Photo: Brother laser printer1. Problem Printers:

Years ago BROTHER changed their toner formulation to a very high temperature toner and that along with some non-plastic ingredients is the crux of the problem. Conventional toner used by all other manufacturers use "styrene" plastic (what makes the toner melt into the paper) in the mix of 9 elements that makes up toner powder. Brother went to what is believed to be an epoxy type of very high temperature re-fusible material.


Photo: Printer settings2. Laser Printer Settings:

There are 2 settings on your printer you want to set...


1) Toner Density:

This setting normally ranges from 1 to 5 (or similar) with the factory default is the mid-range setting. When printing  text and graphics you want the highest amount of toner deposited to your specialty papers. Our 'toner reactive foils' (TRF) will only transfer to toner, but... if the toner density is too low, you can get other than perfect transfers. Keep in mind that the foils transfer to the "plastic content" in the toner - one of the 9 elements that makes up conventional toner. This printer setting is normally not within your standard "printing dialog box" on screen, rather, you use the on-screen LCD display (if your printer has one) or the manufacturer's "Printer Utility" program that sends parameter changes directly to the printer.


2) Paper Type:

All laser printers default to standard 20~24# bond paper. When you run heavyweight and/or textured papers through a printer, you may not get a great result because printer parameters need to set to let the printer know what it's printing on. You want to find the list of available "presets" for different weights of papers, normally listed as "Paper Types" like, Plain, Transparency, Coated, Uncoated, Gloss, Card Stock, etc. It doesn't hurt to go with the heaviest sounding paper in the list to guarantee you'll get a good dense printout that the foils will easily transfer to without any foil transfer errors. Keep in mind that you can't "re-foil" a page to correct a hiccup due to the height differences of the existing foil, so a second foil can't get down into the pits of missing foil to fix a problem. Set the printer parameters and you shouldn't ever have a foiling problem.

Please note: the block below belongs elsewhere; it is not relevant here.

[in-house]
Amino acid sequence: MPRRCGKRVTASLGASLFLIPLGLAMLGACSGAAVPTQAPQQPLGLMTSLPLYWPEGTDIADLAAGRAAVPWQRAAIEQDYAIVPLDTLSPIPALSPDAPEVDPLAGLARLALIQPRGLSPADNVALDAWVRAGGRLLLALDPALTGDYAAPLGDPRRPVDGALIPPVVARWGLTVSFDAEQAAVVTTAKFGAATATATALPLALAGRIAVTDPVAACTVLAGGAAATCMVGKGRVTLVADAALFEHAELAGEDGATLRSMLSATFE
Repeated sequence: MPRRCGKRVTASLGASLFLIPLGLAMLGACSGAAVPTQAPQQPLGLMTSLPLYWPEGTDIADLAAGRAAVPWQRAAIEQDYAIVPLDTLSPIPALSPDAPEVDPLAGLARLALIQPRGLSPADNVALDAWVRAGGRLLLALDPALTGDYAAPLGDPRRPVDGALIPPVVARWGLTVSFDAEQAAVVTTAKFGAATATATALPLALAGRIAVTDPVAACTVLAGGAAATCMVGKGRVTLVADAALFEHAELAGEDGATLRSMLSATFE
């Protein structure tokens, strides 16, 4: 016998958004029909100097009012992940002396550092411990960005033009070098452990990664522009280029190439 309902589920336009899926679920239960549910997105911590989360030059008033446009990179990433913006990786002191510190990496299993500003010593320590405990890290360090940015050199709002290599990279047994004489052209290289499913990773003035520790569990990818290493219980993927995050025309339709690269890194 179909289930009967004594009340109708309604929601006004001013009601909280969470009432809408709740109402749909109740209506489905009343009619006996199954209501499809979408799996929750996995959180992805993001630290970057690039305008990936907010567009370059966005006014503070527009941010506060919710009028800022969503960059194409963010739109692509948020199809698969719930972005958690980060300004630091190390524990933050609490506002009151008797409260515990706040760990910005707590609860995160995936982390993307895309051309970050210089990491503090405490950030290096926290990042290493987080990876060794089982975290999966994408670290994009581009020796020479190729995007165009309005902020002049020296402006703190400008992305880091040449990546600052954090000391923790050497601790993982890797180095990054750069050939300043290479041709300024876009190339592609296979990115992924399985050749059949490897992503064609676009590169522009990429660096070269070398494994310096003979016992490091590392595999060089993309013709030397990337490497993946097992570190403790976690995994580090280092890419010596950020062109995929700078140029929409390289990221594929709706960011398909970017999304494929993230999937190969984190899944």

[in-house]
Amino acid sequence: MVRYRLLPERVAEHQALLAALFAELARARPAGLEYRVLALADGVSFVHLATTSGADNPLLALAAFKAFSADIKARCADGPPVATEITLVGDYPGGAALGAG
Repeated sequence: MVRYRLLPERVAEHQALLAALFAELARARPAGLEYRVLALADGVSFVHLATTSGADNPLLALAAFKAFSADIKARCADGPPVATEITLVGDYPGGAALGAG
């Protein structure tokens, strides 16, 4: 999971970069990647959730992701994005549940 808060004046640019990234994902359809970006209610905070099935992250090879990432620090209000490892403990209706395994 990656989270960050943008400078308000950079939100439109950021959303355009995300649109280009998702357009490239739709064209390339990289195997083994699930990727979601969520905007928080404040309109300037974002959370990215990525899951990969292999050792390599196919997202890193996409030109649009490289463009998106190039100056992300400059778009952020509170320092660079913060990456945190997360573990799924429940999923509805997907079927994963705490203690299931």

3. What if I only have an Inkjet printer?

Photo: Inkjet printerBecause our TRF foils will only transfer to "toner" text or graphics, you have three options here...


• Laser Printers:

Photo: Laser printerMost all are great (except for BROTHER as mentioned above). New, entry level printers aren't expensive but you can get much better bang-for-the-buck by considering older 'refurbished' printers.


• Quick-Print Copy Shops:

Photo: Commercial copierUsing your local print shop is fine but can be a hassle to always have to drive down to them. This can also complicate things if you are wanting to do some of the more advanced techniques, as you'd be making several trips back to the store. However, doing just simple one-color foiling jobs makes this option a viable way to go.


• Desktop Copiers:

Photo: Desktop copierSpecifically the micro-sized units from Canon®, called the 'PC' series (as well as other manufacturers). These units are briefcase sized photo-static copiers that make a GREAT reproduction from your inkjet original. The 'PC' series of the Canon® copiers have been around for many years so you can pickup a used one for pennies on the dollar from outlets like eBay® and Amazon®. The oldest units are the PC-140 and every few years they increased the number but with no real changes to the product's internal guts - strictly cosmetic changes to the case. Models include the PC-140, PC-150, PC-160, PC-170, etc. No need to buy the newest as they all do a great job of converting your inkjet original to a toner-based reproduction. We've had a PC-150 in our office for about 15 years now and it keeps cranking out great reproductions on-demand.


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